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Microsoft Surface Pro vs Surface Go: What’s the difference?

Microsoft’s Surface series is one of the most popular laptop ranges available, and is made up of devices in a variety of forms. 

The Surface Pro series is arguably the most synonymous with the Microsoft brand, with a hybrid design allowing you to use it as both a tablet and laptop once you pair it with the Type Cover keyboard. 

However, laptop buyers may be confused by the existence of the Surface Go, which seemingly shares the same design as the Surface Pro. So what’s the difference between the two, and which is the best option for you?

In this comparison guide, we’ll be comparing the two Surface ranges as a whole, rather than focusing on individual models. So if you want to know whether you should buy a Surface Pro or Surface Go, keep on reading for the full breakdown. 


The first thing to note is that the two Surface ranges occupy different price points. The Surface Go is pitched as Microsoft’s entry-level tablet. The Surface Go 3 launched back in 2023 with a starting price of $799. 

Meanwhile, the Surface Pro is designed to be a more premium alternative, and therefore has a higher price. The Surface Pro 9 shipped with a base price of $999, which means there’s a $200 price difference between the two. 

Controversially, both devices do not come bundled with the Type Cover by default, which is required to use the tablet as a laptop. The Surface Go Type Cover costs $129.99, while the Surface Pro Type Cover is even more expensive at $129.99. 

Design and screen 

The Microsoft Surface Pro and Surface Go share the same design concept, taking the form of a tablet that can attach to a magnetic keyboard. Both have a built-in kickstand that allows it to easily be propped up on a desk. 

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However, while the two devices look almost identical at first glance, there are few significant differences. Firstly, the Surface Pro is bigger, featuring a 13-inch touchscreen, whereas the Surface Go range is restricted to a 10.5-inch panel. 

The Surface Pro also has a superior screen resolution (2880 X 1920) compared to the Surface Go (1920 x 1280), resulting in sharper picture quality. Current models of the Surface Pro use an LCD screen, just like the Surface Go, although rumours indicate that Microsoft could be upgrading to an OLED screen for the upcoming Surface Pro 10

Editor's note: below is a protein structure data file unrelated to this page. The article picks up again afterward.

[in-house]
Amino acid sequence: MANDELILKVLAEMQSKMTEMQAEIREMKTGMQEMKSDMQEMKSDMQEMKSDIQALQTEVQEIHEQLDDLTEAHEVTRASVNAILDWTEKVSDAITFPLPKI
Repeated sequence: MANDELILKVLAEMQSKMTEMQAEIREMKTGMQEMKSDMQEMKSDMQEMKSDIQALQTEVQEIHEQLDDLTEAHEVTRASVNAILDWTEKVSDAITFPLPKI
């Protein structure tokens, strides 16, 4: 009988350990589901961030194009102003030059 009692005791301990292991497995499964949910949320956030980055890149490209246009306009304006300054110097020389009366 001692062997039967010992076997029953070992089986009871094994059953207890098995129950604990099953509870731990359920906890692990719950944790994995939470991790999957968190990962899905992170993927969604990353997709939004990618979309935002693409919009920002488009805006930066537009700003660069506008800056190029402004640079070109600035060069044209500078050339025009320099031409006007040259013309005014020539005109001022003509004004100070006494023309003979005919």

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The Surface Go features a magnesium casing, with the weight coming in at 544g. The Surface Pro series is made up of aluminium instead, making it significantly heavier at 879g – although we found it to still be comfortably light enough to carry around easily. 


The performance is the most important difference between these two tablets. The Surface Go offers an entry-level performance that’s only really suitable for basic tasks such as web browsing, sending emails and streaming video. Even having too many browser apps open simultaneously can see the Surface Go grind to a halt. 

The Surface Pro range packs more powerful processors, generally in the Intel Core i5 and i7 ranges (although Qualcomm options are available too) which can handle any productivity workload, as well as more complex tasks. If you need a device fast enough to work on, you’ll most likely want the Surface Pro instead of its Go sibling. 

The benchmark graph above highlights the significant performance between the Surface Go 3 and Surface Pro 9. In fact, the performance gap is so big that purchasing an older variant of the Pro series (such as the Surface Pro 7) will still get you far better performance than what the latest Surface Go 3 offers. 

Battery life 

The battery life will differ for each model in the Surface Pro and Surface Go ranges, so don’t expect the results to be consistent throughout each series. 

That said, the Surface Pro has consistently outperformed its cheaper sibling in our battery tests. For the latest models, the Surface Pro 9 lasted close to 10 hours in our productivity benchmark test, while the Surface Go 3 could only last around 7 hours and 30 minutes on a single charge. 

This is because Microsoft has fitted the Surface Go range with a smaller battery cell compared to the Surface Pro. This allows the Surface Go to be smaller and more portable, but could prove frustrating for those who like to work on the go. 


The Microsoft Surface Go and Surface Pro devices may look like similar devices, but they target very different audiences. 

The Surface Go is best viewed as a lifestyle tablet, with just enough power for basic web browsing and video streaming. It’s not an ideal option for working, as the performance and battery life hold it back significantly, although the smaller design does make it more portable. 

The Surface Pro range is far more ideal for work thanks to the more powerful performance and longer battery life. Even for lifestyle purposes, these upgrades may justify the price difference between the two ranges. And if the Surface Pro 10 rumours are to be believed, it could soon be upgraded with an OLED panel to make it even more enticing. 

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